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Probe firms find niche in sentinel node biopsy


Companies expect potential applications to increaseSince gamma probe technology first began to be developed in the late 1980s, manufacturers of these hand-held tools have had difficulty settling into a market niche. But this may be changing. In

Companies expect potential applications to increase

Since gamma probe technology first began to be developed in the late 1980s, manufacturers of these hand-held tools have had difficulty settling into a market niche. But this may be changing. In the area of oncology—particularly breast cancer—gamma probes are coming into their own as useful intraoperative tools that can determine whether a cancer has metastasized and limit invasive surgical procedures.

Probe developers such as Care Wise Medical Products of Morgan Hill, CA, Neoprobe of Dublin, OH, and U.S. Surgical of Norwalk, CT, have begun to catch a clinical trend of mapping the lymphatic system using gamma probes and radiopharmaceuticals to find the sentinel node, the main lymph node to which a tumor is draining. Once found, the sentinel node can be excised and tested for malignancy, and physicians can determine whether a particular cancer has begun to spread throughout the lymphatic system. Sentinel node biopsy helps clinicians determine a patient’s treatment, and can provide information that helps patients avoid more invasive lymphatic surgery.

The probe system consists of the probe itself and an analyzer unit. In a sentinel node biopsy procedure, patients are injected with a radioisotope, and after two to six hours, are taken to surgery. The surgeon runs the gamma probe over the skin, and the probe emits a sound as it scans areas where there has been radioisotope uptake. Different companies use different detector materials for their devices: Care Wise’s C-Trak unit uses sesium iodide in its detector head, while Neoprobe’s neo2000 and U.S. Surgical’s Navigator use cadmium zinc telluride. Most probes on the market range in price from $18,000 to $30,000.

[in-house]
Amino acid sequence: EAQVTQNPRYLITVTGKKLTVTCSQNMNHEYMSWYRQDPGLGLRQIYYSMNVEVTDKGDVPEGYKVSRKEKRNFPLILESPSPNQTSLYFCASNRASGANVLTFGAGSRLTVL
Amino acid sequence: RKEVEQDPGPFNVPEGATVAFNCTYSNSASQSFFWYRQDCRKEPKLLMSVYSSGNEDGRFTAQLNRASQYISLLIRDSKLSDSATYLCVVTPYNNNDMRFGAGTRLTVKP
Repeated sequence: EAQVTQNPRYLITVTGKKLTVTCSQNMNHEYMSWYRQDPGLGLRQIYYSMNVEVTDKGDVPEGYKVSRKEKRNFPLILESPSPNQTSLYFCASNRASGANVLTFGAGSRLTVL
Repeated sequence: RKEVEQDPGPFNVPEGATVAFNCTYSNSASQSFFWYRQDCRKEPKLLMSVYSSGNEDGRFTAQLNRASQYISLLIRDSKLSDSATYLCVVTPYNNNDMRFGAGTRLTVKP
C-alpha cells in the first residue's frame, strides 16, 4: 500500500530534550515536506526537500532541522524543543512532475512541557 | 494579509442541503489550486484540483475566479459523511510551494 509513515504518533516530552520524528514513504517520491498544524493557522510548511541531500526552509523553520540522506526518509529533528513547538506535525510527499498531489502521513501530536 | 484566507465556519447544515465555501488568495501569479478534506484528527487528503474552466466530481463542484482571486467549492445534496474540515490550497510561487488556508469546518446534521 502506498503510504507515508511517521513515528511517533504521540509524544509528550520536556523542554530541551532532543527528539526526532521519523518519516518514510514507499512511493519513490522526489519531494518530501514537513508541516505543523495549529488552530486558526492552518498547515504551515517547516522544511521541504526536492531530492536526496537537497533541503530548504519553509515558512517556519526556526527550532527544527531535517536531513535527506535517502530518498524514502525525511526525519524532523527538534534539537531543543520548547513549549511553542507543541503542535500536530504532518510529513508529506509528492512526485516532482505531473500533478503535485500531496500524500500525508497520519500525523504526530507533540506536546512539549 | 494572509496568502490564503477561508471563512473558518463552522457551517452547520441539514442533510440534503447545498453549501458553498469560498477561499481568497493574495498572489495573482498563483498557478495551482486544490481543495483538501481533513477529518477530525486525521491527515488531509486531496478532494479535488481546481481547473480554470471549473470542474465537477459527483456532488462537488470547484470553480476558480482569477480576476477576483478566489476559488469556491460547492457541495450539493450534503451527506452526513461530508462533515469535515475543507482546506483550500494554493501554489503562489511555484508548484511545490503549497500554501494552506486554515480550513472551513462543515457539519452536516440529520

Sentinel node biopsy using gamma probes has become the standard of care for melanoma treatment, and both mammography advocates and probe manufacturers hope that it will soon become the same for breast cancer. Gamma probes are primarily used for sentinel node biopsies of malignant melanomas and breast cancers, according to Rob Wise, manager of clinical research for Care Wise. But the market is open to a widening range of uses for the devices: Other potential applications include bone lesions, gastronomas, and vulvar, liver, pancreatic, and colorectal cancer. The probes can also be attached to devices that have PET capability.

Like other new technologies used in mammography, part of what is driving the gamma probe market is the nationwide focus on breast cancer. Increasing numbers of women under 40 are having mammograms, and physicians are detecting smaller cancers. Sentinel node biopsy is well-suited to small breast lesions, according to Scott DePierro, product director at U.S. Surgical. Patient initiative is also key: As women become more informed about their disease, they are seeking less invasive treatment options.

“Sentinel node biopsies are catching on,” said Dennis Bellett, clinical specialist at Neoprobe. “If (clinicians) aren’t doing this within the next year, they won’t be doing breast surgery. Since the information is so well distributed on the Internet, there are women now who are coming into doctors’ offices and requesting sentinel node biopsy.”

Increased interest in probe technology, particularly sentinel node biopsy, has begun to translate into increased revenues for probe developers. CareWise has seen its sales revenues double every year since 1994, when sentinel node biopsies using gamma probes were developed, Wise said. Neoprobe has seen an 81% increase in revenue for the first six months of 1999 over the same period in 1998, according to William Hirsch, Neoprobe marketing product manager. And U.S. Surgical has seen its lymphatic mapping business increase by 50% each year since 1997, DePierro said.

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